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Why wind power?

As part of renewable energy sources wind power offers a possible solution for dealing with global climate changes and diminishing deposits of common energy sources. Wind is an inexhaustible, free source which can be converted to electric power without discharging hazardous emissions. Further, it is a local source, independent of import from politically unstable regions, which does not need protection and cannot be misused.

In the future renewable energy sources (RES) will generally play a crucial role in ensuring so called energy security of European countries which are strongly aware of their growing dependence on fuel export and have been attempting to change this situation by utilising domestic sources. A significant advantage of wind turbines is also the price of electric power, at present competitive in many countries without government subsidies and mostly competing with water power to become the cheapest renewable energy source. In EU countries it has been defeating with its price even newly constructed coal-burning power plants the operation of which gets costlier due to the necessary purchase of emission permits.

These are the key reasons why a large number of wind turbines have been built throughout the world recently, and this trend shall continue. In 2008 the total installed wind power capacity reached 120 GW, shared almost equally between the EU, North America and Asia, where the majority of wind turbines were built. An interesting aspect concerning EU countries is the fact that the capacity of wind turbines constructed in this region is now higher than of the second most common source – gas-burning power plants.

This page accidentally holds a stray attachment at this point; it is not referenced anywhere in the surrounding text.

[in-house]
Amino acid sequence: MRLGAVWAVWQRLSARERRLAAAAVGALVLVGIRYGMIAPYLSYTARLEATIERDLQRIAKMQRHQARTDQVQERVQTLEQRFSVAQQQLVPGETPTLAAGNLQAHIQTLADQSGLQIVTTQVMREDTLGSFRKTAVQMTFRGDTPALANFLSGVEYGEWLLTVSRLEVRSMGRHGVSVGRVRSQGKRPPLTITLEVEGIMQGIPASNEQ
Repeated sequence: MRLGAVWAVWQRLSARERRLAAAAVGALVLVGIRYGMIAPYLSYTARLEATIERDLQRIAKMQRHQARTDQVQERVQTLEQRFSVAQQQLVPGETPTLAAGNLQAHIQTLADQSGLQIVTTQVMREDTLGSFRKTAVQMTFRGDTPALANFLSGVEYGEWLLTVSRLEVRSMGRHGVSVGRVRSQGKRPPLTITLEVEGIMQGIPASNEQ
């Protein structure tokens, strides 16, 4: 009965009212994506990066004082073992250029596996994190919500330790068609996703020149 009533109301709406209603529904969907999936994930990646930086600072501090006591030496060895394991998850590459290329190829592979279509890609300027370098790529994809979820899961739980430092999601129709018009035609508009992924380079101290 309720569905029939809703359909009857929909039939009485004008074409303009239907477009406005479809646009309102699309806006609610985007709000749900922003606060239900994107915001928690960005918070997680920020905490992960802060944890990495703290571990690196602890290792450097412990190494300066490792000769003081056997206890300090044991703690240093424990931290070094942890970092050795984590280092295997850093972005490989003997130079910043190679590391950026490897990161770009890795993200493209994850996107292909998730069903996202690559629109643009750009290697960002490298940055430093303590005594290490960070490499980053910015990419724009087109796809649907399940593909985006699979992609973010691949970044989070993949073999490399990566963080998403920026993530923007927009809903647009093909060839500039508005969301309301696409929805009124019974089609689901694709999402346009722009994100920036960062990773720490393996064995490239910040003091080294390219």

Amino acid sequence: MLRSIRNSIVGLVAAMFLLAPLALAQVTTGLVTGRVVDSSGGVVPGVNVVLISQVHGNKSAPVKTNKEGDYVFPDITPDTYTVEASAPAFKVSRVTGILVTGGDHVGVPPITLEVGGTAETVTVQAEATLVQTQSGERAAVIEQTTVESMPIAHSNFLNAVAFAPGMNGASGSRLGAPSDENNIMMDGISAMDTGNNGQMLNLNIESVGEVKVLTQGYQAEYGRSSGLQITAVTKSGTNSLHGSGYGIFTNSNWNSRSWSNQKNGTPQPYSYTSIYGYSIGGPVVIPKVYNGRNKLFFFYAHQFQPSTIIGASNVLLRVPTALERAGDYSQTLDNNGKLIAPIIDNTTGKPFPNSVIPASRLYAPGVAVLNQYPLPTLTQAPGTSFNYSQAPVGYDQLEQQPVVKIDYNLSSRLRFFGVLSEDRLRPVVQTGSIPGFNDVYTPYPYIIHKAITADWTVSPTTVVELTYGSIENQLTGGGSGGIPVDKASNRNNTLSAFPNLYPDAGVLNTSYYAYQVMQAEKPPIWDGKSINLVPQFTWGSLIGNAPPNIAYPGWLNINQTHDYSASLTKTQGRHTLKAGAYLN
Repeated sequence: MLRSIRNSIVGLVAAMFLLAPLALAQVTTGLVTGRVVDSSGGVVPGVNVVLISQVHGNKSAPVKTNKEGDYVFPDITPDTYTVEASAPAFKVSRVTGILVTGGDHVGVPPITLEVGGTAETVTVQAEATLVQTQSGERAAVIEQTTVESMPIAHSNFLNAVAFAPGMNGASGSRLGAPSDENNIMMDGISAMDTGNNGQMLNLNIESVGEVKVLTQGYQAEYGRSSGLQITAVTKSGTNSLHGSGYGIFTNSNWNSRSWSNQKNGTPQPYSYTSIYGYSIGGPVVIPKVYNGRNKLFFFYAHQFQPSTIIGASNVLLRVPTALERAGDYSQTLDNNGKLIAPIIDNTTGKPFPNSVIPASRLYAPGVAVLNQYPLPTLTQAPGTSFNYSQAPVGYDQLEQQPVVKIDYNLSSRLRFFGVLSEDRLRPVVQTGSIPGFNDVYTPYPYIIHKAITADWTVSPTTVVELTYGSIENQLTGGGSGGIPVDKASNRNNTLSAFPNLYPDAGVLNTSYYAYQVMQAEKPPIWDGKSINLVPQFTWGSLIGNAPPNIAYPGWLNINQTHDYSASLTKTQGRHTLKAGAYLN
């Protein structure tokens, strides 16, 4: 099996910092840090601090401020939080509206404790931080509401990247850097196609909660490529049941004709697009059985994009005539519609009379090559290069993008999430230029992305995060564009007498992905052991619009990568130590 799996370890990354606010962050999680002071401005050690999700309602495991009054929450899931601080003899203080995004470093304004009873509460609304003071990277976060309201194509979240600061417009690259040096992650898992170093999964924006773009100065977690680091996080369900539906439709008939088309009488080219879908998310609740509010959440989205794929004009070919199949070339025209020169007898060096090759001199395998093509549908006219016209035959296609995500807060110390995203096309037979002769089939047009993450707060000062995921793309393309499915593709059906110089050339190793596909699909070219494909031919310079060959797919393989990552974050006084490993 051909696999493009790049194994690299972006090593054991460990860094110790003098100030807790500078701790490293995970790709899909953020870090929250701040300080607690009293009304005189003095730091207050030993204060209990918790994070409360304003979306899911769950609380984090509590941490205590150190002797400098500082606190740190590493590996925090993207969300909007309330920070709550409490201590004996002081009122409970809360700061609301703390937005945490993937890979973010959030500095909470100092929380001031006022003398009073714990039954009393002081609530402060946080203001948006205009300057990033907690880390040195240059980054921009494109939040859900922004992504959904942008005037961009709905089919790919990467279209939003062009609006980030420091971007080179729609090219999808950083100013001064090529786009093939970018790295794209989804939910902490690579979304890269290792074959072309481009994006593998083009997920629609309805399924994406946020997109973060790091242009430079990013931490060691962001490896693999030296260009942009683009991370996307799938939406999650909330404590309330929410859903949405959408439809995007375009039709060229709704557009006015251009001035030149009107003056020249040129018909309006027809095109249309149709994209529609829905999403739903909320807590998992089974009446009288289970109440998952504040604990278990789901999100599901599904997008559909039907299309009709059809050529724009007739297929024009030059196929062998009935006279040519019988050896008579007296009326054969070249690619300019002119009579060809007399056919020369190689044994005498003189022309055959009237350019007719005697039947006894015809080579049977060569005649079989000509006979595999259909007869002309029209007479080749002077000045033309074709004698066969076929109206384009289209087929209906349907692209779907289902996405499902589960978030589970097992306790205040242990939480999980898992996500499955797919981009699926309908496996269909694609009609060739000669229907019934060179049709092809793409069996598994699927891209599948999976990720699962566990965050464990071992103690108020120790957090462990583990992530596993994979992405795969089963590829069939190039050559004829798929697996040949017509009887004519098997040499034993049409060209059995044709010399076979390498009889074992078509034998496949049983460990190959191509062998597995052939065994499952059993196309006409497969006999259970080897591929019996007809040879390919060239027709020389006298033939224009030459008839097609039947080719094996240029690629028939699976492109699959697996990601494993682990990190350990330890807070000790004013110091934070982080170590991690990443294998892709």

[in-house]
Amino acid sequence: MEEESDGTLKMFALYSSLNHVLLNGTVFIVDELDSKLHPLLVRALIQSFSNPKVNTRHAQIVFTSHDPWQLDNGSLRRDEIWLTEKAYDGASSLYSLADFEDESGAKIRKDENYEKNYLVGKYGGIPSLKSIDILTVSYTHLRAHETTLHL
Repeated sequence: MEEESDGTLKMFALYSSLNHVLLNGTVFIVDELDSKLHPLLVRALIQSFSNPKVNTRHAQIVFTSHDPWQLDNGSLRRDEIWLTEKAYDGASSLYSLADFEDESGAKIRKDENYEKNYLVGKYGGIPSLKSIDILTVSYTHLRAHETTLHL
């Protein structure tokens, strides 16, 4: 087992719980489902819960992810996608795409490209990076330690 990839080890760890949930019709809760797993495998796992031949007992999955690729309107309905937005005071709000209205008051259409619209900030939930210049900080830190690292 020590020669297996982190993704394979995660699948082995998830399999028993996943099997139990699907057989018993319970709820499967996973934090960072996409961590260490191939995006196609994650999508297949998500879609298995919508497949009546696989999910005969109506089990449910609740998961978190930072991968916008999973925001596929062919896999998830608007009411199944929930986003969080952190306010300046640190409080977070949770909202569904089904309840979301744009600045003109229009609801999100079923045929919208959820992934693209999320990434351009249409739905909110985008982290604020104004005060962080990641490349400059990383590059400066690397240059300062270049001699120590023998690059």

This extensive construction activities enabled also a fast development of technologies; the capacity of one wind turbine has increased within past 20 years from 50 kW to present maximum 6 MW. The growing capacity comes together with increasing height of towers and decreasing rotor revolutions, which has a significantly positive impact on the noise level and birds; however, higher production may have a negative effect on landscape character.

The Czech Republic has a sufficient wind potential for future installation of wind turbines with the total capacity of 2500 MW, which represents approximately 1000 turbines constructed throughout the whole country. In mid-2009, only 175 MW out of the total potential was utilised. From time to time it may be heard that a large number of wind turbines cannot be integrated to the grid; however, even the maximal level of 2500 MW would represent only 12.5 % of the total capacity of all sources in the Czech power system. At present, a share of wind power in a number of European countries already exceeds the maximum value for the Czech Republic, and these countries are capable of maintaining the control of their grids. In addition, an aspect at present strongly relied upon is the future installation of so called smart grids which shall be much less susceptible to electric power production and take-off.

Wind, biomass, sun, geothermal energy, and small hydroelectric plants are the only possible sources that may enable meeting the 13% share of RES from the total energy consumption, as specified by a binding EU Directive. This objective is to be met by 2020.


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